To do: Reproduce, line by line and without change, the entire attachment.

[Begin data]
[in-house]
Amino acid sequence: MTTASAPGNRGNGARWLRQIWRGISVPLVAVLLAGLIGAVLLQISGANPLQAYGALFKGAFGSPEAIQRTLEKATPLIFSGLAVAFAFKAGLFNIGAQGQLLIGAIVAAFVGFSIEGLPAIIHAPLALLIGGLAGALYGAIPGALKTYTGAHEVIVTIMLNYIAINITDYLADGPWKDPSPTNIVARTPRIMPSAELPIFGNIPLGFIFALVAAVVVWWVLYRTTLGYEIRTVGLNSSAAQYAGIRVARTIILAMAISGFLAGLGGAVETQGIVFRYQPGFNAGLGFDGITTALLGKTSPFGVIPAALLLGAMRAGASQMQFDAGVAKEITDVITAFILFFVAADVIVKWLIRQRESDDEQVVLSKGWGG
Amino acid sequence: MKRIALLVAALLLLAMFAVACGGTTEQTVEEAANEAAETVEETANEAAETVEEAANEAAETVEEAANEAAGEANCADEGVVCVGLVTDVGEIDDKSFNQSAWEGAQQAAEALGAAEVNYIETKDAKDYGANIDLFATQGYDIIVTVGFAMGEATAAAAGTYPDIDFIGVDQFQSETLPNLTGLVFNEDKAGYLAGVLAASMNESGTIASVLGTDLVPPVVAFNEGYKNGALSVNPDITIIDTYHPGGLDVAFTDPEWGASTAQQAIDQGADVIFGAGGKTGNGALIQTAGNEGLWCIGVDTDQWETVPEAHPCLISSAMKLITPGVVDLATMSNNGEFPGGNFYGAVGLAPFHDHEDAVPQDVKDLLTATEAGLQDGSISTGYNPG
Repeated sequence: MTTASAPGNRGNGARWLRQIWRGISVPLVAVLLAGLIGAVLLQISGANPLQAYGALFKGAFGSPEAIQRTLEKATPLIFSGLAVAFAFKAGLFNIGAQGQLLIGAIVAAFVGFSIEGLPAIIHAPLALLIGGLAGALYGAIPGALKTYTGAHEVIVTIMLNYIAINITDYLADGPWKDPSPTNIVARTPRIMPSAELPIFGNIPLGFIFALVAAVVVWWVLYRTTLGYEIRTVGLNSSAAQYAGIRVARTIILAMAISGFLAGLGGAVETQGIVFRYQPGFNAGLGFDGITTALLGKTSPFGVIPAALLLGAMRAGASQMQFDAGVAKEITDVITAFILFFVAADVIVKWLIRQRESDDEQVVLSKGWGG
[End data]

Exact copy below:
[in-house]
Amino acid sequence: MTTASAPGNRGNGARWLRQIWRGISVPLVAVLLAGLIGAVLLQISGANPLQAYGALFKGAFGSPEAIQRTLEKATPLIFSGLAVAFAFKAGLFNIGAQGQLLIGAIVAAFVGFSIEGLPAIIHAPLALLIGGLAGALYGAIPGALKTYTGAHEVIVTIMLNYIAINITDYLADGPWKDPSPTNIVARTPRIMPSAELPIFGNIPLGFIFALVAAVVVWWVLYRTTLGYEIRTVGLNSSAAQYAGIRVARTIILAMAISGFLAGLGGAVETQGIVFRYQPGFNAGLGFDGITTALLGKTSPFGVIPAALLLGAMRAGASQMQFDAGVAKEITDVITAFILFFVAADVIVKWLIRQRESDDEQVVLSKGWGG
Amino acid sequence: MKRIALLVAALLLLAMFAVACGGTTEQTVEEAANEAAETVEETANEAAETVEEAANEAAETVEEAANEAAGEANCADEGVVCVGLVTDVGEIDDKSFNQSAWEGAQQAAEALGAAEVNYIETKDAKDYGANIDLFATQGYDIIVTVGFAMGEATAAAAGTYPDIDFIGVDQFQSETLPNLTGLVFNEDKAGYLAGVLAASMNESGTIASVLGTDLVPPVVAFNEGYKNGALSVNPDITIIDTYHPGGLDVAFTDPEWGASTAQQAIDQGADVIFGAGGKTGNGALIQTAGNEGLWCIGVDTDQWETVPEAHPCLISSAMKLITPGVVDLATMSNNGEFPGGNFYGAVGLAPFHDHEDAVPQDVKDLLTATEAGLQDGSISTGYNPG
Repeated sequence: MTTASAPGNRGNGARWLRQIWRGISVPLVAVLLAGLIGAVLLQISGANPLQAYGALFKGAFGSPEAIQRTLEKATPLIFSGLAVAFAFKAGLFNIGAQGQLLIGAIVAAFVGFSIEGLPAIIHAPLALLIGGLAGALYGAIPGALKTYTGAHEVIVTIMLNYIAINITDYLADGPWKDPSPTNIVARTPRIMPSAELPIFGNIPLGFIFALVAAVVVWWVLYRTTLGYEIRTVGLNSSAAQYAGIRVARTIILAMAISGFLAGLGGAVETQGIVFRYQPGFNAGLGFDGITTALLGKTSPFGVIPAALLLGAMRAGASQMQFDAGVAKEITDVITAFILFFVAADVIVKWLIRQRESDDEQVVLSKGWGG